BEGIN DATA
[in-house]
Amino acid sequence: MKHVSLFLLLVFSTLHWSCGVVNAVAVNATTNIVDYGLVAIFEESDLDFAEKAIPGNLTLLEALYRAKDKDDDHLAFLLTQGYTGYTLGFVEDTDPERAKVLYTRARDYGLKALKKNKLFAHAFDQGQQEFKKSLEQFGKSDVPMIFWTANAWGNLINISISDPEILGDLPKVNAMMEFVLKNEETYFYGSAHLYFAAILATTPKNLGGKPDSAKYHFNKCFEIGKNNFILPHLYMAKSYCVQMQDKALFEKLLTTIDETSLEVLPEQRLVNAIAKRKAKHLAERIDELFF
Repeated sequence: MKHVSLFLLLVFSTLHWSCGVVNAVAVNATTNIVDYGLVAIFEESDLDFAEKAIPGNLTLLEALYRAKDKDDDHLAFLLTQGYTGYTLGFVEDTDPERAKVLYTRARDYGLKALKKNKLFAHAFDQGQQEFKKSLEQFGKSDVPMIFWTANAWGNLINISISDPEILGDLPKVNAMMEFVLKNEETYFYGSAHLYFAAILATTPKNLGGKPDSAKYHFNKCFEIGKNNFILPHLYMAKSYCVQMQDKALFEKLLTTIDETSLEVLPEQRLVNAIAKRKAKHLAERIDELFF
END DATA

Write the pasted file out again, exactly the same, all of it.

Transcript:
[in-house]
Amino acid sequence: MKHVSLFLLLVFSTLHWSCGVVNAVAVNATTNIVDYGLVAIFEESDLDFAEKAIPGNLTLLEALYRAKDKDDDHLAFLLTQGYTGYTLGFVEDTDPERAKVLYTRARDYGLKALKKNKLFAHAFDQGQQEFKKSLEQFGKSDVPMIFWTANAWGNLINISISDPEILGDLPKVNAMMEFVLKNEETYFYGSAHLYFAAILATTPKNLGGKPDSAKYHFNKCFEIGKNNFILPHLYMAKSYCVQMQDKALFEKLLTTIDETSLEVLPEQRLVNAIAKRKAKHLAERIDELFF
Repeated sequence: MKHVSLFLLLVFSTLHWSCGVVNAVAVNATTNIVDYGLVAIFEESDLDFAEKAIPGNLTLLEALYRAKDKDDDHLAFLLTQGYTGYTLGFVEDTDPERAKVLYTRARDYGLKALKKNKLFAHAFDQGQQEFKKSLEQFGKSDVPMIFWTANAWGNLINISISDPEILGDLPKVNAMMEFVLKNEETYFYGSAHLYFAAILATTPKNLGGKPDSAKYHFNKCFEIGKNNFILPHLYMAKSYCVQMQDKALFEKLLTTIDETSLEVLPEQRLVNAIAKRKAKHLAERIDELFF